Friday, June 30, 2006

Liability insurance?

How would the courts deal with this? According to Boing Boing
a company in Sweden is offering file-sharing insurance - they'll pay your fines if you're sued by the RIAA. The /. submitter translates the link as follows: 'For a mere 140 SEK ($19 USD) per year, they will pay all your fines and give you a t-shirt if you get convicted for file sharing.'
If you are a losing defendent in a copyright violation suit, will the court assess higher damages if you are insured? How do the courts react to insurance against a loss which is planned in advance as an intentional violation of someone else's rights? It's hard to imaagine the courts looking favorably on parking ticket insurance.

Monday, June 26, 2006

This is not a complex system

Apparently it took 606 takes to get it right.

POTUS outsourced

Apparently this has been around for a few months (note the date), but I just heard it. It's too good not to reprint.
Congress today announced that the office of President of the United States (POTUS) will be outsourced to India as of January 1, 2006. The move is being made to save the President's $400,000 yearly salary, and also a record $521 billion in deficit expenditures and related overhead the office has incurred during the last 5 years.

"We believe this is a wise move financially. The cost savings should be significant," stated Congressman Thomas Reynolds (R-WA). Reynolds, with the aid of the Government Accounting Office, has studied outsourcing of American jobs extensively. "We cannot expect to remain competitive on the world stage with the current level of cash outlay," Reynolds noted. Mr. Bush was informed by email this morning of his termination.

Preparations for the job move have been underway for sometime. Gurvinder Singh of Indus Teleservices, Mumbai, India will be assuming the office of President as of January 1, 2006. Mr. Singh was born in the United States while his Indian parents were vacationing at Niagara Falls, thus making him eligible for the
position. He will receive a salary of $320 (USD) a month but with no health coverage or other benefits.

It is believed that Mr. Singh will be able to handle his job responsibilities without a support staff. Due to the time difference between the US and India, he will be working primarily at night, when few
offices of the US Government will be open. "Working nights will allow me to keep my day job at the American Express call center," stated Mr. Singh in an exclusive interview. "I am excited about this position. I always hoped I would be President."

A Congressional spokesperson noted that while Mr. Singh may not be fully aware of all the issues involved in the office of President, this should not be a problem because Bush was not familiar with the issues either. Mr. Singh will rely upon a script tree that will enable him to respond effectively to most topics of concern. Using these canned responses, he can address common concerns without having to understand the underlying issues at all. We know these scripting tools work," stated the spokesperson. "President Bush has used them successfully for years."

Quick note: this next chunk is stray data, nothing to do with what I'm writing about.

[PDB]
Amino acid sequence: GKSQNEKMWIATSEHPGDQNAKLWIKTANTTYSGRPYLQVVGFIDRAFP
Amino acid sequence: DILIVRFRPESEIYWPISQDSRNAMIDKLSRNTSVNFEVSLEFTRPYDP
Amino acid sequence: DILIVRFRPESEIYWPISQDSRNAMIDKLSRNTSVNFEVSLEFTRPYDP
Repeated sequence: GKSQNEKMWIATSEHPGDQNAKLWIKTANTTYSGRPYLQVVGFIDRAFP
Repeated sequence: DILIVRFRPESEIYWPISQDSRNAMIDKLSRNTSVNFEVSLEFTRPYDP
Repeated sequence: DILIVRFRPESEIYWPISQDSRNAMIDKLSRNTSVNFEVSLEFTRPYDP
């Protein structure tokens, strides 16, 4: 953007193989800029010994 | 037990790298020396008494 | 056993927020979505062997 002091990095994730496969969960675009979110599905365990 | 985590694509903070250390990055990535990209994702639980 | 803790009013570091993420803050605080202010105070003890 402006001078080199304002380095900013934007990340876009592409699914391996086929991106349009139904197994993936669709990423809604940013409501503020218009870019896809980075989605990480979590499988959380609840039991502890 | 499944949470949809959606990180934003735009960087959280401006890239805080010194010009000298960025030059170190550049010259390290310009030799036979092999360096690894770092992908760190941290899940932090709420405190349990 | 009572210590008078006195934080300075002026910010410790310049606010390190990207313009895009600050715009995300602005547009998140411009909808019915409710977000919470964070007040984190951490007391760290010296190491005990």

Mr. Singh may have problems with the Texas drawl, but lately Mr. Bush has abandoned the "down home" persona in his effort to appear intelligent and on top of the Katrina situation. Mr. Bush will receive health coverage, expenses, and salary until his final day of employment. Following a two week waiting period, he will be eligible for $240 a week unemployment for 13 weeks. Unfortunately he will not be eligible for Medicaid, as his unemployment benefits will exceed the allowed limit.

Mr. Bush has been provided the outplacement services of Manpower, Inc. to help him write a résumé and prepare for his upcoming job transition. According to Manpower, Mr. Bush may have difficulties in securing a new position due to limited practical work experience. A Greeter position at Wal-Mart was suggested due to Bush's extensive experience shaking hands and phony smile.

Another possibility is Bush's re-enlistment in the Texas Air National Guard. His prior records are conspicuously vague but, should he choose this option, he would likely be stationed in Waco, TX for a month before being sent to Iraq, a country he has visited. "I've been there, I know all about Iraq," stated Mr. Bush, who gained invaluable knowledge of the country in a visit he once made to the Baghdad Airport's terminal and gift shop.

Wednesday, June 21, 2006

Almost unbelievable

It's almost unbelievable how poorly the so-called "Golden Eagle Territory" class registration and class schedule system is at California State University, Los Angeles. This system was one of those for which the CSU system spent about $700,000,000. The system is so terrible that the developer doesn't even associate itself with it. (It was made by PeopleSoft. They tell you that after logging you out after a few minutes of inaction.) The front page has the following proud statement from James M. Rosser, President of the University.
California State University, Los Angeles strives to ensure a competitive edge by incorporating state-of-the-art technology in the educational process. This includes technology that affords us remote access enrollment, satellite learning centers and rapid access to the wealth of information available on the World Wide Web.

The Golden Eagle Territory (GET) is a further extension of our student self-service offering and makes it possible to handle registration, student account information such as address changes, credit card payments, and view grades and other on-line services. We are very excited about the efficiency and time saving features of GET and continually seek ways to enhance this student service.